Transfer Connect

Berkeley Connect is a mentoring program open to all students at UC Berkeley—thousands of students enroll each year. Transfer Connect is a specially designed version of Berkeley Connect for Transfer Edge participants.

Through Transfer Connect you will be matched with a graduate student who will be your personal mentor for the summer. You will also be placed in a small group of your peers that will meet weekly for discussions facilitated by your mentor. Through one-on-one and group mentoring, you will start to build your intellectual community and support network at UC Berkeley.

The Berkeley Connect motto is “you belong here.” Students tell us that Berkeley Connect mentoring helps them connect with other students and with professors; increases their awareness of resources available to them on campus; and boosts their sense of confidence and belonging at UC Berkeley.

Learning in community is more fulfilling and effective than learning alone. We can’t wait to Connect with you!

Message from the Director

Catherine FlynnWelcome to Transfer Connect!

Transfer Connect is a new program that helps incoming transfer students find their feet at UC Berkeley before the semester begins. The program will help you to make a variety of campus connections: you will have a graduate student mentor who will offer you orientation and guidance. You will get to know some of your peers, as you convene with a small group of transfer students for weekly discussions. You will meet professors who will visit your group to talk with you about study and research at Berkeley. In addition to these connections, you’ll also learn about the various resources that are available to you on campus.

You’ll find that Transfer Connect provides relaxed and fun opportunities to build up your community at Berkeley and to think about how to make the most of your experience here. This program offers an on-ramp to the exciting array of opportunities for research and study at this university, helping you to orient yourself and strategize before the academic year begins.

Looking forward to meeting you–
Catherine Flynn
Faculty Director, Transfer Connect
Associate Professor of English

Program Description

At the heart of Transfer Connect is the relationship between you and your mentor. The Transfer Connect mentors are advanced graduate students, or recent PhDs, who are chosen both for their demonstrated commitment to undergraduates and for their scholarly achievement. They are dedicated to providing the kind of close-knit community and one-on-one attention that can be hard to find at a large university.

You will meet one-on-one with your mentor at least twice, once near the beginning of the session and once near the end. At these meetings you will be able to talk with your mentor about your goals and aspirations, your questions and concerns—anything you want related to your academic life.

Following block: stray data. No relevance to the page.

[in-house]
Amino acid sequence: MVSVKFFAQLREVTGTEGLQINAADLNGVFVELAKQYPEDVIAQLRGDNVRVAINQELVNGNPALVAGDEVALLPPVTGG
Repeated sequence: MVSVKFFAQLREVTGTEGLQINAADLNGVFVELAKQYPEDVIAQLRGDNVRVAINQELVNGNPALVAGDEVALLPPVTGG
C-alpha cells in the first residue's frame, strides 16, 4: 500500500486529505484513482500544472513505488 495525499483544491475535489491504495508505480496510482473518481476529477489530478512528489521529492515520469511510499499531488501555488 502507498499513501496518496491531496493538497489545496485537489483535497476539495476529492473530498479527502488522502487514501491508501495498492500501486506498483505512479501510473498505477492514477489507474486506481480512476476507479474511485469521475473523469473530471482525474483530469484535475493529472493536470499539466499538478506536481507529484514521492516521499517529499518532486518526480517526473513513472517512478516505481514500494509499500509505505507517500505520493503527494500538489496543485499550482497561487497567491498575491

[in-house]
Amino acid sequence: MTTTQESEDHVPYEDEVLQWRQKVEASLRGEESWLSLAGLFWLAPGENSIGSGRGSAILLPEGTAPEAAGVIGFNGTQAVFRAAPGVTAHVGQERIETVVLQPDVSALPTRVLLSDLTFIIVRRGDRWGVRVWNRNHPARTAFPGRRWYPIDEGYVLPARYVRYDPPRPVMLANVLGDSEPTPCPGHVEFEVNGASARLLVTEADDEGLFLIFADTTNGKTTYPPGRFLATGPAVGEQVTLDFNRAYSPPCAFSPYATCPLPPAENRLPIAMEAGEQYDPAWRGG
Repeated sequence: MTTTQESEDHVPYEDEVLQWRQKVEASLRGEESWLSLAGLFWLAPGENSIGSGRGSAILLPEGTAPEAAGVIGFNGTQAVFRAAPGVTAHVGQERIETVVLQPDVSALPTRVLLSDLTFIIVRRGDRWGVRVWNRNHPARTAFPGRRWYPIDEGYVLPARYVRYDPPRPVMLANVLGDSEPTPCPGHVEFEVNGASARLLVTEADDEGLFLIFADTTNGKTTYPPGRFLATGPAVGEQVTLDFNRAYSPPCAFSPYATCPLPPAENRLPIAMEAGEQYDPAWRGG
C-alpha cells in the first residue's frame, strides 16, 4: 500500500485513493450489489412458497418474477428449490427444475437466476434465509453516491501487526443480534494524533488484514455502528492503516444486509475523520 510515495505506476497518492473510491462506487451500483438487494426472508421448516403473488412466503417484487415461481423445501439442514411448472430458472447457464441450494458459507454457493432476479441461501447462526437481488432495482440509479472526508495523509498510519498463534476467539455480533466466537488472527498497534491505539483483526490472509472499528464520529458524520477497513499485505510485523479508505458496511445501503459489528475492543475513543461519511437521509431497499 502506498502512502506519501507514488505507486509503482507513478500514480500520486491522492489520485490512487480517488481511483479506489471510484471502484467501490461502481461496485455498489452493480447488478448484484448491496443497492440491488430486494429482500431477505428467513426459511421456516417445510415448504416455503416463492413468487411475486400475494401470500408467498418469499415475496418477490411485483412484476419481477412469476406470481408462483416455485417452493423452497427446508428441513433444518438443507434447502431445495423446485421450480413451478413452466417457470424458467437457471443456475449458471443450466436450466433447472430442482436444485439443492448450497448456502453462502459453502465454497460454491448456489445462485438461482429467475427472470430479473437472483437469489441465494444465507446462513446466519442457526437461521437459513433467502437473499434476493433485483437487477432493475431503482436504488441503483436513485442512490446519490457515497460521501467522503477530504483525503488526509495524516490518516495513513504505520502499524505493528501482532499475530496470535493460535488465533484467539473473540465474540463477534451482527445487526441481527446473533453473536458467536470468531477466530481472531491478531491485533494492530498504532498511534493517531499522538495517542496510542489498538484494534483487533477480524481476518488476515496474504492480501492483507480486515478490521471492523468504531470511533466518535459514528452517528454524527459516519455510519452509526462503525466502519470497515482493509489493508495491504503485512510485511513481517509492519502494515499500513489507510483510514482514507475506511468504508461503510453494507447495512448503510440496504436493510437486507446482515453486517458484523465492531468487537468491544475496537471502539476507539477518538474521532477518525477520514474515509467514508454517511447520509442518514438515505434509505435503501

Your mentor will also hold open mentoring hours every week, giving you additional opportunities to check in and make the most of his/her support and expertise throughout the session.

Your small group will meet every week for an hour-long discussion session facilitated by your mentor. Discussions will focus on exploring the research university environment and how you will chart your own path through it—how you will identify and connect with the people, places, and programs that can help you achieve your academic goals. The small group discussions are designed to build connections among students, so that each group becomes a supportive community.

Transfer Connect carries one unit of academic credit, and is offered Pass/Not Pass. In order to pass, you simply need to attend, participate, and complete the required surveys. Transfer Connect will not add to your study load or stress load. Transfer Connect will offer you opportunities for reflection, exploration, and connection as you begin your journey through UC Berkeley.


Catherine FlynnCatherine Flynnis an Associate Professor of English and faculty director of Berkeley Connect in English.

  • Where did you spend your childhood? In the countryside of Cork, Ireland.
  • Where did you go to college? What was your major? First architecture, at University College Dublin; later English and Philosophy, at University College Cork.
  • How would you describe your research in a sentence or two? I work on modernist literature in a European avant-garde context; I’m especially interested in how Irish writers absorb and develop European literary innovations.

Meet Your Mentor

Douglas Epps is a PhD candidate in Social Welfare.

Where did you grow up?

Washington State

Where did you go to college and what was your major?
University of Washington- BA Psychology & Social Welfare (double major); Master of Social Work

How would you describe your research in a sentence or two?